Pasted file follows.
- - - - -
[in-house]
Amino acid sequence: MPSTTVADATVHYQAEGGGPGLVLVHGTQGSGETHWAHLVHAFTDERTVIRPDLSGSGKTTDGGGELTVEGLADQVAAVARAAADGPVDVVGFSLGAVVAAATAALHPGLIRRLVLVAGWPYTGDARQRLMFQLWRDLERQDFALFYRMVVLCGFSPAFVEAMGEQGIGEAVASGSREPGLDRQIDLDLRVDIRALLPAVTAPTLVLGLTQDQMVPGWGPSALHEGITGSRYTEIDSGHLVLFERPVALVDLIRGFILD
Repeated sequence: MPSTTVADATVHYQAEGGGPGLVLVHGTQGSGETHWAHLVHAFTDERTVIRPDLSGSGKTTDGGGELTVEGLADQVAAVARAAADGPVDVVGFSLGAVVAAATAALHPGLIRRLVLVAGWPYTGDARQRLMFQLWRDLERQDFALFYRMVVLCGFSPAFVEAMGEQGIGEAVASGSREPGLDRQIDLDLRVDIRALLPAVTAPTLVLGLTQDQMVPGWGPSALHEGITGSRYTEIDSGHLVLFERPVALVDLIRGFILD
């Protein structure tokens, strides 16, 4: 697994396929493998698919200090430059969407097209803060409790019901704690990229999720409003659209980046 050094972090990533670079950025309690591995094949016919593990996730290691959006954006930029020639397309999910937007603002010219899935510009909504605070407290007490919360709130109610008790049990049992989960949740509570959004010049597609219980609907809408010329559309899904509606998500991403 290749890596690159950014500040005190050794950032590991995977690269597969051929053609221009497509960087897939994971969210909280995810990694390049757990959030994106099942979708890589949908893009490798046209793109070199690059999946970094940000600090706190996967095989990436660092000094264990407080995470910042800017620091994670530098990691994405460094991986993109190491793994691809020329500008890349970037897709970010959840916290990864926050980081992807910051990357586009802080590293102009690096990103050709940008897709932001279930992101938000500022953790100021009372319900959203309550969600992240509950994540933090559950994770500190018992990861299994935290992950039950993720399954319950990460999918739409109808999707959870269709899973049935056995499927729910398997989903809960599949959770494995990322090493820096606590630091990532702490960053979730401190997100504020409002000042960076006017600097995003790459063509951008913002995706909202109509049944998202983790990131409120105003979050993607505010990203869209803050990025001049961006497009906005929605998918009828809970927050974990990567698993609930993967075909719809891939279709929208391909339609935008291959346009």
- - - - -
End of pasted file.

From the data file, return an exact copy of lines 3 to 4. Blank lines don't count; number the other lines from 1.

Repeated sequence: MPSTTVADATVHYQAEGGGPGLVLVHGTQGSGETHWAHLVHAFTDERTVIRPDLSGSGKTTDGGGELTVEGLADQVAAVARAAADGPVDVVGFSLGAVVAAATAALHPGLIRRLVLVAGWPYTGDARQRLMFQLWRDLERQDFALFYRMVVLCGFSPAFVEAMGEQGIGEAVASGSREPGLDRQIDLDLRVDIRALLPAVTAPTLVLGLTQDQMVPGWGPSALHEGITGSRYTEIDSGHLVLFERPVALVDLIRGFILD
């Protein structure tokens, strides 16, 4: 697994396929493998698919200090430059969407097209803060409790019901704690990229999720409003659209980046 050094972090990533670079950025309690591995094949016919593990996730290691959006954006930029020639397309999910937007603002010219899935510009909504605070407290007490919360709130109610008790049990049992989960949740509570959004010049597609219980609907809408010329559309899904509606998500991403 290749890596690159950014500040005190050794950032590991995977690269597969051929053609221009497509960087897939994971969210909280995810990694390049757990959030994106099942979708890589949908893009490798046209793109070199690059999946970094940000600090706190996967095989990436660092000094264990407080995470910042800017620091994670530098990691994405460094991986993109190491793994691809020329500008890349970037897709970010959840916290990864926050980081992807910051990357586009802080590293102009690096990103050709940008897709932001279930992101938000500022953790100021009372319900959203309550969600992240509950994540933090559950994770500190018992990861299994935290992950039950993720399954319950990460999918739409109808999707959870269709899973049935056995499927729910398997989903809960599949959770494995990322090493820096606590630091990532702490960053979730401190997100504020409002000042960076006017600097995003790459063509951008913002995706909202109509049944998202983790990131409120105003979050993607505010990203869209803050990025001049961006497009906005929605998918009828809970927050974990990567698993609930993967075909719809891939279709929208391909339609935008291959346009």